Where would Rolex be without the Submariner? The most popular and instantly recognizable dive watch ever made, it is the model against which all others have been measured since it debuted in 1954. However, despite its global fame, the Rolex Submariner has actually seen some controversy during its six-and-a-half decade run. Throughout that time, there have been a couple of introductions that have divided opinions.
One came along in 1969 when the ref. 1680 brought the date function to the watch. Critics seemed to object on two fronts: first and foremost, many believed that there was little to no use for a date display on a dive watch; secondly, others complained that the date window at the three o’clock, and especially the Cyclops magnification lens over the top of it, threw off the overall symmetry of the dial. Undeterred, Rolex simply split the range in half, producing both a date and no-date version from that point on.
The other contentious move happened with the most recent iteration of the Rolex Submariner. Launched in 2010, the ref. 116610 was released with Rolex’s Super Case, featuring lugs and crown guards twice the thickness of before. A compromise to all those who thought 40mm was too small in the modern age for a sports watch, it stayed the same dimensions on paper but the extra bulk added a significant presence on the wrist. But the graceful sweeping lines of the previous references, which had gone practically unchanged for the last 50-years, were gone and it was a move that lost the Sub as many fans as it gained.
The Rolex Submariner Date ref. 16610
The model which preceded the current one, the reference 16610 was first unveiled in 1989 and has since become highly sought after on the pre-owned market. For a collector, there are a number of plus points in its favor. It has the majority of the modern touches that you need in a tool watch, one you might intend to wear every day, but with just the right amount of vintage nostalgia.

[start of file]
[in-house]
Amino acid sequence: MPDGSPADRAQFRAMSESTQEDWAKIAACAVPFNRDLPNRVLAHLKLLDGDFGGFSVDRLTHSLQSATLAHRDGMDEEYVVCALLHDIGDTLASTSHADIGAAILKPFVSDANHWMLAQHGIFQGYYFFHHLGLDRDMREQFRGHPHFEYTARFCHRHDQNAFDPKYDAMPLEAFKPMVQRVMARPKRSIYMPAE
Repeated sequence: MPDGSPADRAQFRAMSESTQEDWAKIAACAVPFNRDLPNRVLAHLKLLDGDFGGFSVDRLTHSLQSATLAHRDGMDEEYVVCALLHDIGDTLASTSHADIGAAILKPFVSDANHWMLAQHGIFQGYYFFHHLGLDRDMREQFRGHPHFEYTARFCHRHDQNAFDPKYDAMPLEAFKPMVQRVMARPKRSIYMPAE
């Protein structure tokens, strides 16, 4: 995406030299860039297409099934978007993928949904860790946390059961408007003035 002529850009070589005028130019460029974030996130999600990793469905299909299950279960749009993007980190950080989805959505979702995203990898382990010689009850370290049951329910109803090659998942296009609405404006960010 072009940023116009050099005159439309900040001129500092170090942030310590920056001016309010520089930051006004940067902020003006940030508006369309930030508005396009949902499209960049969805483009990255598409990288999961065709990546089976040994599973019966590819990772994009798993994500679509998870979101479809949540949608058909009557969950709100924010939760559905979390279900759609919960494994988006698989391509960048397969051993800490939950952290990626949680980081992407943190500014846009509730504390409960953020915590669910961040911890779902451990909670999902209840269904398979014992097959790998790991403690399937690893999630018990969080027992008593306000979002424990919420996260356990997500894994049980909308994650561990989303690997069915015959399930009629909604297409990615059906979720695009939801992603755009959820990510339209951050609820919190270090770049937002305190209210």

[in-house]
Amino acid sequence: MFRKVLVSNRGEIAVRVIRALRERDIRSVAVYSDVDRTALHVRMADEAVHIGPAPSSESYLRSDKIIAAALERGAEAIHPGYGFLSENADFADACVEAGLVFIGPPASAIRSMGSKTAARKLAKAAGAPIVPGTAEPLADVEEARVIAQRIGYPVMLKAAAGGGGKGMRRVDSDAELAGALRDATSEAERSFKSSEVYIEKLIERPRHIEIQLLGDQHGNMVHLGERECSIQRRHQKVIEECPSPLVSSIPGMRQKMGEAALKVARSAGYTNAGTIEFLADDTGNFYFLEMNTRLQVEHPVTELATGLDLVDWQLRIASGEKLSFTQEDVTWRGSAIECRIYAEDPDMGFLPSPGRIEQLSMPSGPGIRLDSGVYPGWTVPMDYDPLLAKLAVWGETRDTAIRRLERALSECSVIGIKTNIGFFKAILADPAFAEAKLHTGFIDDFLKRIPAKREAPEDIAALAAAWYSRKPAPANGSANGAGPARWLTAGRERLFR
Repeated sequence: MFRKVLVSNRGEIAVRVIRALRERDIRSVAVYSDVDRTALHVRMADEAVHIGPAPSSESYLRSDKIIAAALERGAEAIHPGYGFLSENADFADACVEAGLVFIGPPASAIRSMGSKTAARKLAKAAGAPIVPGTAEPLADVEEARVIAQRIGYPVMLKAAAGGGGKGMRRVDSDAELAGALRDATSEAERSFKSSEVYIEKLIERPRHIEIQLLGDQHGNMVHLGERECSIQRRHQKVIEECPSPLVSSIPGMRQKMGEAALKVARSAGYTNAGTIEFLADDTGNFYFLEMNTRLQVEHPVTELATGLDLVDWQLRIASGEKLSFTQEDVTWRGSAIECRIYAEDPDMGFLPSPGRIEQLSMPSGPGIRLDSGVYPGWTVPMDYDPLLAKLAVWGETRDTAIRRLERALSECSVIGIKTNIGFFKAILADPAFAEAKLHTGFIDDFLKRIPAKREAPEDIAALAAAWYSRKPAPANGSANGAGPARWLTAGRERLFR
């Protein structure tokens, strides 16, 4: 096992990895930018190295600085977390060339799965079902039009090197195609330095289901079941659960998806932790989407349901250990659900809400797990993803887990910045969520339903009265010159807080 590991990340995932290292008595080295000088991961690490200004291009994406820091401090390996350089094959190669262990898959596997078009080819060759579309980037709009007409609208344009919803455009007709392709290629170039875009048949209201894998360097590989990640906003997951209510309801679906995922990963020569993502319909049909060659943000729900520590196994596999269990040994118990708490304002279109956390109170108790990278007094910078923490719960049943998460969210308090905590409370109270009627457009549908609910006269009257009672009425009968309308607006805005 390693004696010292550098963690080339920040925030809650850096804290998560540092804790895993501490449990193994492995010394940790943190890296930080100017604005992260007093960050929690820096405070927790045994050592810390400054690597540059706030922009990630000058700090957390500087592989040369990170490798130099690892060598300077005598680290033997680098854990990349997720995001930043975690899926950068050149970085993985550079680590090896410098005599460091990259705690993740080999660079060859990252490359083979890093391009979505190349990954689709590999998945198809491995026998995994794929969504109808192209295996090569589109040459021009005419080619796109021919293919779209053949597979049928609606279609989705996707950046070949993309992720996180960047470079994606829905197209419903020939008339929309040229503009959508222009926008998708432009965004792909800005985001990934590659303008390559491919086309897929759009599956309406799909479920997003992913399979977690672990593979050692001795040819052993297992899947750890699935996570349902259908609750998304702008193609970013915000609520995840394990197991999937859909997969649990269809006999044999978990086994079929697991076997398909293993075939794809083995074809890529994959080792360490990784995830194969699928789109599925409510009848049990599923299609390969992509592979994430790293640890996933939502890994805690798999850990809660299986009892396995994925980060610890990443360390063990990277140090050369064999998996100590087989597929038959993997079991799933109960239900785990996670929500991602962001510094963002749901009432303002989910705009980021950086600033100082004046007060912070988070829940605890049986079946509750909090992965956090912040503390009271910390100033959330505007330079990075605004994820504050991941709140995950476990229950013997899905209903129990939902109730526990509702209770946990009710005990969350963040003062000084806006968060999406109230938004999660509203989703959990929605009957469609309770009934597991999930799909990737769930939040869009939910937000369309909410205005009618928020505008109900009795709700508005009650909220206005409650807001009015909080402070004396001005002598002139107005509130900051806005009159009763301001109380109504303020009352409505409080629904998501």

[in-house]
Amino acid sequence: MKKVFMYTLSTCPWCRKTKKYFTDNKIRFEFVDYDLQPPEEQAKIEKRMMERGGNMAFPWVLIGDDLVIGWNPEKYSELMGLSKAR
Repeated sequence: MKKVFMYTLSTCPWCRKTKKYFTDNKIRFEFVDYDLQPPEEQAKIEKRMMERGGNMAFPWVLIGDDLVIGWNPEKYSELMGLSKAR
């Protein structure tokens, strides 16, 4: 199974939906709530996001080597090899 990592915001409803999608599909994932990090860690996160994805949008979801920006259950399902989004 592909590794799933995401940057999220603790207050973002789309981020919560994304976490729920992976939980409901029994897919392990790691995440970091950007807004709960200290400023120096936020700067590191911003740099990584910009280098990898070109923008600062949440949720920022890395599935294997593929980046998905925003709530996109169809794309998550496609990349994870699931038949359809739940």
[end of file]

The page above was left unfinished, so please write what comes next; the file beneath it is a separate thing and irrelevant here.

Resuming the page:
The metal used in for the construction of the Rolex Submariner 16610 is the incredibly resilient 904L stainless steel which is almost exclusively the domain of Rolex. Containing higher proportions of chromium, molybdenum, nickel, and copper than the traditional 316L steel employed by practically every rival manufacturer, it is a much harder metal and more resistant to corrosion. It also has a unique luster when polished, visually setting it apart in a crowded industry.
Inside, the Rolex Submariner ref. 16610 is fitted with the legendary Caliber 3135, commonly regarded as one of the finest mass-produced mechanical movements ever created. The Cal. 3135 is so good, in fact, that it is still the engine inside the latest generation of the date-displaying Submariner, some 30+ years later.
During the model’s tenure, the movement went through a couple of upgrades itself. The original Nivarox hairspring was replaced in 2000 with Rolex’s own Parachrom component, formed from niobium and zirconium, which leaves it completely antimagnetic and around 10 times more impervious to shocks and temperature fluctuations. Five years later, the brand thickened the spring’s oxide coating to further improve stability, which also resulted in it changing color once it reacted with the air. It has been known as the Blue Parachrom hairspring (sometimes called Parachrom Bleu) ever since.
While those elements ensure the strength and reliability of the watch, aesthetically, the ref. 16610 has a pleasing retro note to it. That pre-Super Case profile, the one which hasn’t really altered since the entrance of the ref. 5512 at the end of the 50s, is the perfect blend of elegance and strength. Additionally, the hour markers on the Rolex Submariner 16610 are smaller than on the present-day version, which is fitted with what is known as a Maxi dial among modern collectors. However, the indexes are still framed in white gold, something that Rolex introduced mid-way through the production of the ref. 16800 Submariner that came before. The 18k white gold surrounds for the hour markers provide the watch with a much more elevated appearance than the painted on markers that can be found on the older matte dials.